GIPPSLAND and McMillan federal election candidates have acknowledged significant disadvantage impacting Latrobe Valley schools and students.
As Valley schools grapple daily with data showing 27.5 per cent of its students are developmentally vulnerable in one or more domains – a figure rising to 40 per cent of Morwell and Churchill students – 13 local candidates sought to address the issue this week.
The most recent Australian Education Development Index data shows Latrobe Valley students sit below state averages, particularly on ’emotional maturity’ and ‘language and cognitive’ skills indicators. Morwell was the worst performed area in the region, across the majority of domains.
At the same time, tertiary education entrance rates for local students remain low compared with their metropolitan counterparts.
This week Labor Party candidates in Gippsland and McMillan, Jeff McNeill and Anthony Naus, claimed Labor’s Better Schools Plan would “assist vulnerable children” and “lift education possibilities”.
Mr McNeill said research showed children “behind” at the start of kinder level showed “greater tendency” to stay that way, with the gap widening as years progressed.
“These children become the disruptive element in primary and secondary school and suffer lower self esteem,” he said.
He said the Better Schools Plan would also “give the academic students a greater opportunity to focus on learning”.
Mr Naus said the plan aimed to “put Australia back in the top five schooling nations in the world for reading, science, and math’s by 2025”.
Another target set by Labor, “ambitious” by Mr Naus’ own admission, was to see 40 per cent of all 25-to-34-year-olds hold a bachelor’s degree or above by 2025 with 20 per cent of undergraduate enrolments coming from low socio-economic students.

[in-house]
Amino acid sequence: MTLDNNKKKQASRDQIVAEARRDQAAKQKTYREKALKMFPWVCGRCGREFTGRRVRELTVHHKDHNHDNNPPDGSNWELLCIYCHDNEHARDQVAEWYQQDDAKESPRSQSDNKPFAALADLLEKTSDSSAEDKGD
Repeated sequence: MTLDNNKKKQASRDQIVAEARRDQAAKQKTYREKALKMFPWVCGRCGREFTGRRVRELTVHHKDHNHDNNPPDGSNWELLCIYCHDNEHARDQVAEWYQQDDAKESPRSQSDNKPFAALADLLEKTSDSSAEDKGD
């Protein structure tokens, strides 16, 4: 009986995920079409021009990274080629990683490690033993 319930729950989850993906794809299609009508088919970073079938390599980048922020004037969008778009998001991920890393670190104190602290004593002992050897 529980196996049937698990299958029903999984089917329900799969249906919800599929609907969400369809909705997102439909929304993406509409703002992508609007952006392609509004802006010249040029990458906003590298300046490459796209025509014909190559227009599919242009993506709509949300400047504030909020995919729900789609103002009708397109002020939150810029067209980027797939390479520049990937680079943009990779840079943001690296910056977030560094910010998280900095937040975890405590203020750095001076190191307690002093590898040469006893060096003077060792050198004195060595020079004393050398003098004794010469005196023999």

Federal Member for Gippsland Darren Chester said addressing poor outcomes was “not just about money” but called for teachers to be “properly rewarded” and schools “well resourced”.
He said the Federal Government had a “critical role to play in reducing the economic barrier to higher education by overhauling the system of Youth Allowance to make it fairer for regional students who often have to leave home to attend university”.
Numerous candidates identified the urgent need for increased access to early intervention programs.
McMillan independent Leigh Gatt said children required exposure to “a rich language environment” while families needed free and easy access to a range of reading materials and support to build their children’s pre-literacy skills.
ex Party candidate for McMillan Ben Staggard, who works in early childhood development, said “solving the issue” began at home and in early education centres but warned families in McMillan were “being stressed by the current levels of high population growth and an increasing number of young families” .
Greens candidate for Gippsland Scott Campbell-Smith said a subsidised private education sector in Australia had left the public system “chronically underfunded” and viewed as the “fall-back provider” while middle-classes “migrated” to private education.
“The schools and students who need the most money get the least,” he said.
Greens candidate for McMillan Malcolm McKelvie said “more effective pathways to university and TAFE/ VET from the secondary level” as well as “ensuring students from non-English speaking backgrounds are adequately supported to master literacy in English” were key Greens strategies.
For more candidate responses turn to pages 6 and 7.